From Our 2004 Archives

College Rapes Tied to Binge Drinking

By Amanda Gardner
HealthDay Reporter

THURSDAY, Feb. 12 (HealthDayNews) -- Binge drinking and rape seem to go hand-in-hand on U.S. college campuses.

A new study has found colleges and universities with higher rates of binge drinking also have more rapes. In addition, nearly three-quarters of rape victims reported being intoxicated at the time of the attack.

Rape victim advocates are critical of the findings, which appear in a recent issue of the Journal of Studies on Alcohol.

"Binge drinking is unhealthy. No one questions that, [but] putting the blame for rape on alcohol is an excuse. In reality, the decision of the attacker to commit rape is the only cause of that crime," says Jamie Zuieback, a spokeswoman for the Rape, Abuse & Incest National Network in Washington, D.C. "We've worked very hard to foster a simple, undisputable understanding that rapists alone are responsible for this decision to commit this heinous crime. I think that this kind of study can be very harmful to that message. This is a crime. It's criminal behavior, period."

The study authors deny they have done this. "We're not blaming these women. The men who raped them are the guilty parties," says study author Henry Wechsler, director of College Alcohol Studies at the Harvard School of Public Health in Boston. "We're pointing out the danger of certain high-drinking situations."

What's more, Wechsler and his colleagues are hoping the findings will be used to ramp up college prevention programs. "Most efforts around drinking are tied to automobile fatalities, and people are generally aware of this connection," Wechsler says. "In the public, there's less of a realization of the relationship of heavy alcohol use to rape. There may be a number of incidents where this is reported as occurring, but there hasn't been a quantification of this before now on the college scene."

Regardless of its exact consequences, binge drinking is indisputably a major problem on most college campuses, as is rape. Previous research has indicated alcohol is associated with at least half of sexual assaults on female college students.

The current study analyzed data compiled from 119 U.S. colleges and universities participating in three Harvard School of Public Health College Alcohol Study surveys over three years. In total, the surveys involved almost 24,000 women.

Binge drinking was defined as consuming five or more drinks in a row for men and four or more drinks in a row for women at least once in the past two weeks.

A school's binge drinking rate was the percentage of students classified as binge or heavy episodic drinkers. High heavy episodic binge drinking schools had more than 50 percent of students in this category; medium heavy had 36 percent to 50 percent of students in this category; and low had 0 to 35 percent classified as binge drinkers.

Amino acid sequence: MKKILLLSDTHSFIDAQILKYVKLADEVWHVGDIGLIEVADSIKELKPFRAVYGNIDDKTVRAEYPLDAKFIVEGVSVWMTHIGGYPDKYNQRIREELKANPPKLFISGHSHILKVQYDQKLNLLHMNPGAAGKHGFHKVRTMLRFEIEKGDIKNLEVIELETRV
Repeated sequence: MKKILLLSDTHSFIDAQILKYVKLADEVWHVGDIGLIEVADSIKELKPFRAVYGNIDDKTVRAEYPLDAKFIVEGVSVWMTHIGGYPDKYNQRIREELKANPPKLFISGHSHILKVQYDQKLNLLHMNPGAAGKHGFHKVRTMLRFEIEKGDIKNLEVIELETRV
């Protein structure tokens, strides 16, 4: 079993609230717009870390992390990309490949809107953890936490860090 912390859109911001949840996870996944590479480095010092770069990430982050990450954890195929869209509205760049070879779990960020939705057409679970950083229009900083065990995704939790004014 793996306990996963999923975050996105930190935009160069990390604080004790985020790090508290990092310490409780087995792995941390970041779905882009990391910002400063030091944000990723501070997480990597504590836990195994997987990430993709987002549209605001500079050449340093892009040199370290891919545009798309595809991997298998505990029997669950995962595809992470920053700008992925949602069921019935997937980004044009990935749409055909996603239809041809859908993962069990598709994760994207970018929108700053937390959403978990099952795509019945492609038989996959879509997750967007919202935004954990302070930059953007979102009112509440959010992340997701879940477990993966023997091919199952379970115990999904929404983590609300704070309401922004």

Almost one in 20 (4.7 percent) of women reported being raped, and 72 percent of the victims reported being intoxicated while being raped.

Women who attended schools with high and medium heavy episodic drinking rates had, respectively, 1.8-fold and 1.5-fold increased odds of being raped while intoxicated compared to women at schools with low rates.

Women at rural schools were 1.3 times as likely to be raped while intoxicated compared to those in non-rural schools. Students from the South and North Central regions of the country were, respectively, 1.3 and 1.4 times likelier to be raped while intoxicated compared to students from the West.

In addition, women who were under 21, lived in sorority houses, used illicit drugs and drank heavily in high school had a higher risk of being raped while intoxicated.

"Because of the strong connection between alcohol and rape -- and because of the findings that nearly three-quarters of the rapes that are reported are connected to alcohol and occur under the influence, when a woman is unable to resist -- we need to tie this topic to the alcohol prevention programs in college campuses, and particularly in sites where there is more drinking," Wechsler says. "We want college alcohol prevention programs to take cognizance of this and to include this as a major topic."

"Alcohol and drugs disinhibit people," says Paul Rinaldi, associate director of the Addiction Institute of New York City. "[In] a lot of these young women, their judgment is impaired. Their radar is clouded with alcohol. When they're clearheaded, they might say, 'This guy is not someone I want to be alone with.'"

That's not to say the victim is to blame, Rinaldi stresses.

SOURCES: Henry Wechsler, Ph.D., director, College Alcohol Studies, Harvard School of Public Health, Boston; Jamie Zuieback, spokeswoman, Rape Abuse & Incest National Network, Washington, D.C.; Paul Rinaldi, Ph.D., associate director, Addiction Institute of New York, New York City; January 2004 Journal of Studies on Alcohol

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